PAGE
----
Investment update for December 2019
A year of geopolitical risks and slowing growth concludes with positive returns
Following the de-escalation of the US-China trade dispute and improved investor sentiment, international equity markets produced positive returns in December. The UK equity market benefited from the increased Brexit certainty that followed the Conservative Party’s decisive election victory. The Chinese equity market performed particularly well, benefiting from the improved trade outlook and further loosening in monetary policy by the People’s Bank of China. Bonds produced a negative return in December as bond yields increased. The US Federal Reserve left rates unchanged in the month and market expectations of future rate cuts moderated.
The Australian equity market was negative over the month, with most of the fall comprising Australian banks, together with Woolworths and Coles. The Australian dollar appreciated against all major currencies in December as sentiment on the global economic outlook improved. The oil price increased materially in December amid tensions in the Middle East. The rise in bond yields contributed to negative returns from listed property and Australian listed infrastructure, although international listed infrastructure was still a strong positive performer in the month.
Geopolitical risks have been a key concern in 2019, including Middle East disputes, North Korea, Hong Kong protests and Brexit uncertainty. However, the calendar year was an extraordinary period of positive returns across all the asset classes.
A key theme over the year was the shift in monetary policy to rounds of global easing. The US Federal Reserve moved from hiking rates in 2018 to cutting in 2019. The European Central Bank moved rates further negative and restarted quantitative easing (QE). In June, the RBA cut the cash rate (the first cut since 2016), which was cut twice more to a record low of 0.75%. This shift in monetary policy supported equities, producing very strong returns over the year, amid a backdrop of slowing global economic growth.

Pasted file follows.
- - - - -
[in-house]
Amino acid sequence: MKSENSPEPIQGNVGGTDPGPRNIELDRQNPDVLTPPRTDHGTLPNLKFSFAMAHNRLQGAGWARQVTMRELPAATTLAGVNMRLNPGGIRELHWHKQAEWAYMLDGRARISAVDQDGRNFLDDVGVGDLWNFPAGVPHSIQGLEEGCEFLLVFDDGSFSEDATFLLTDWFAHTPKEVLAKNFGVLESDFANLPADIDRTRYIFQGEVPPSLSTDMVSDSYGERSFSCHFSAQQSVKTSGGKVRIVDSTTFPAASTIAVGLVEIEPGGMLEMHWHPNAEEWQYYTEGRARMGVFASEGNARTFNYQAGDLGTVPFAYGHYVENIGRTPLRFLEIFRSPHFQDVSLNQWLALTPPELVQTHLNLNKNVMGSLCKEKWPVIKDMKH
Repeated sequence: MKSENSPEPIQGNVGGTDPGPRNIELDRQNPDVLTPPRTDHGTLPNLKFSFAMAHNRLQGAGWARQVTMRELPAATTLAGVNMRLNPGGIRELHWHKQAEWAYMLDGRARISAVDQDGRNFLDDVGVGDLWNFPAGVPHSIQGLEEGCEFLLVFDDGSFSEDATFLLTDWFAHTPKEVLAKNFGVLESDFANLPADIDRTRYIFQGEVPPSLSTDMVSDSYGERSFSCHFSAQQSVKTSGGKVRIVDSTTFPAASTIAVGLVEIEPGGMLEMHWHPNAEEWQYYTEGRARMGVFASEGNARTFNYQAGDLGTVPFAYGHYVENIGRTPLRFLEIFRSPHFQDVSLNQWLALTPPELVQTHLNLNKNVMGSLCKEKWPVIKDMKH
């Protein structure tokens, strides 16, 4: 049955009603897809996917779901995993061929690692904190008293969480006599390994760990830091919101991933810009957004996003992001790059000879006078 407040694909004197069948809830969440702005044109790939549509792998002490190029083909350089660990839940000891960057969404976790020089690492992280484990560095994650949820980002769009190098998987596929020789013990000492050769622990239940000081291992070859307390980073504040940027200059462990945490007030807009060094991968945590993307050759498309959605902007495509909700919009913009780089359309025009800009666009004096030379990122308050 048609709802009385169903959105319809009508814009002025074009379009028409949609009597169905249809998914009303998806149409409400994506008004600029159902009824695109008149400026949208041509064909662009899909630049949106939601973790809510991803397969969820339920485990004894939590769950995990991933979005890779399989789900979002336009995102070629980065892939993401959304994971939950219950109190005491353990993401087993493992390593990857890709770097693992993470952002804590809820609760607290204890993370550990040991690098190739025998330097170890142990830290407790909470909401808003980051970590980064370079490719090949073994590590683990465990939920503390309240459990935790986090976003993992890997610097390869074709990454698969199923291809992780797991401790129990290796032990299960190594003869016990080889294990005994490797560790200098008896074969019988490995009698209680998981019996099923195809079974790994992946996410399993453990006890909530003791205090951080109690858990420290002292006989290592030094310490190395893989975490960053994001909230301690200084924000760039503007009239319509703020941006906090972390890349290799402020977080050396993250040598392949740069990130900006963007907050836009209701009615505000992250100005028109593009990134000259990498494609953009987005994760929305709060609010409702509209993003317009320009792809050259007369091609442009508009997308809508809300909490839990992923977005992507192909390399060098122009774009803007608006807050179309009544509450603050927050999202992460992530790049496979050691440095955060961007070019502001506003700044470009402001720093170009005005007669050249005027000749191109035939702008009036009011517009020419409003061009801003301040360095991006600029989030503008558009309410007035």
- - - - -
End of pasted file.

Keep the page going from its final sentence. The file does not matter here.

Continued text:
Markets experienced bouts of volatility, driven by changes in the outlook on the trade dispute between the US and China, but have recently benefited from a perceived de-escalation. Australian equities also produced very strong returns over the year. The RBA rate cuts provided support to the housing market. Bond markets delivered strong returns for the calendar year with the lowering of global policy rates leading to increases in bond prices and contracted credit spreads.
Currency markets were also volatile over the year but the Australian dollar was reasonably stable, ending with a small depreciation overall. A historically high trade surplus, especially the iron ore price, was offset by a continued decline in the relative yield differential.
Market performance over the financial year to date has been supported by central banks cutting rates. Equities have continued to produce very strong returns in the financial year to date, supported more recently by the trade de-escalation. However, Australian equities performance has fallen behind in the financial year to date, held back by resources, and bank share prices fell on the back of various regulatory issues. Bond returns have been more muted over the financial year, with yields rising in December as the outlook for further interest rate cuts has moderated.
Please view our full investment commentary brought to you by our advisers – Frontier – for a more in depth analysis of market conditions this month.
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